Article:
During the past 24 months, XPCC Cotton & Linen Company has undergone a significant restructuring. The re-organisation resulted in challenges in implementing the Better Cotton Standard System in line with our requirements related to Principle 7 – Internal Management Systems. As a result, BCI terminated the Implementing Partner Agreement effective 16 October 2019.
Is the labour situation in Uzbekistan the same as in Xinjiang? BCI decided not to operate there but keeps its presence in China.
In Uzbekistan, there is clear and undeniable evidence that the Government has voluntarily mobilised parts of the workforce including teachers, healthcare professionals, and in some instances, children, to pick cotton during the harvest. These efforts have been classed as forced labour as outlined by the ILO’s core conventions on forced labour, and therefore, campaigning organisations have implemented a ban on Uzbek cotton. A critical mass of retailers and brands have signed the cotton campaign pledge to not knowingly source cotton from Uzbekistan.
While there are similarities, the situation in Xinjiang, from BCI’s perspective, is different. To date, there is no evidence that state orchestrated forced labour is happening at farm-level, the scope within which the Better Cotton Standard is applicable.
During the 2018-19 cotton season, the International Finance Corporation (IFC), a member of the World Bank Group, launched an independent sustainable cotton project in Uzbekistan based on the Better Cotton Principles and Criteria, which are publicly available to whomever wishes to consult or apply them.
We have started participating in IFC’s Sustainable Cotton Project Consultative Council as an observer member, in order to encourage multi-stakeholder dialogue. The Consultative Council is a multi-stakeholder forum in Uzbekistan including the Uzbekistan Government, relevant line ministries and local authorities.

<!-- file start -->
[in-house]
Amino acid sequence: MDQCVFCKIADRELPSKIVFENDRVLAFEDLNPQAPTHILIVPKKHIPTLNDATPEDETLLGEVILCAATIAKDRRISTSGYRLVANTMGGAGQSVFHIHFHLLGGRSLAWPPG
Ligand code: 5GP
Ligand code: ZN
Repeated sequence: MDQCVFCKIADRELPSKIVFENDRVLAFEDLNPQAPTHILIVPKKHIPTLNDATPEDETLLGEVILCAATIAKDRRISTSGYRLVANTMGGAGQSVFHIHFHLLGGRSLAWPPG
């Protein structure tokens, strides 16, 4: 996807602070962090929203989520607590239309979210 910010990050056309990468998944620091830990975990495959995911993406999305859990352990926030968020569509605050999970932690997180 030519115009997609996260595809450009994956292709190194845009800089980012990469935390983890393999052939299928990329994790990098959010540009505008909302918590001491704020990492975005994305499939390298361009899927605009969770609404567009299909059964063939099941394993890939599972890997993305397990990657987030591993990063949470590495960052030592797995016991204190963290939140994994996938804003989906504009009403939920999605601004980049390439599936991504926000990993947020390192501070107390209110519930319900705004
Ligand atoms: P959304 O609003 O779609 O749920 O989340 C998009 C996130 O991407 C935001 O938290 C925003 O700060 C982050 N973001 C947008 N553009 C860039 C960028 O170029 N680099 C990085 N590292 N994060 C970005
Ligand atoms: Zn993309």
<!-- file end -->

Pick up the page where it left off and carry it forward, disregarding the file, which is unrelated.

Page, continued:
Have BCI customers voiced concerns about Xinjiang-related issues?
BCI does not have or engage with “customers”, as in consumers who buy products. We are a global not-for-profit, multi-stakeholder organisation that aims to transform cotton production worldwide by developing Better Cotton as a mainstream sustainable commodity.
BCI works with on-the-ground Implementing Partners to provide training on more sustainable farming practice to more than 2 million cotton farmers in over 20 countries. Our approach is geared toward ensuring that as many farmers as possible gain access to knowledge and tools to improve the environmental, social and economic sustainability of cotton production.
We aim to promote more sustainable agricultural practices and ensure that the farmers as well as their families and communities benefit from improvements. We also maintain a keen focus on ensuring the credibility of the Better Cotton Standard System through assessment and monitoring.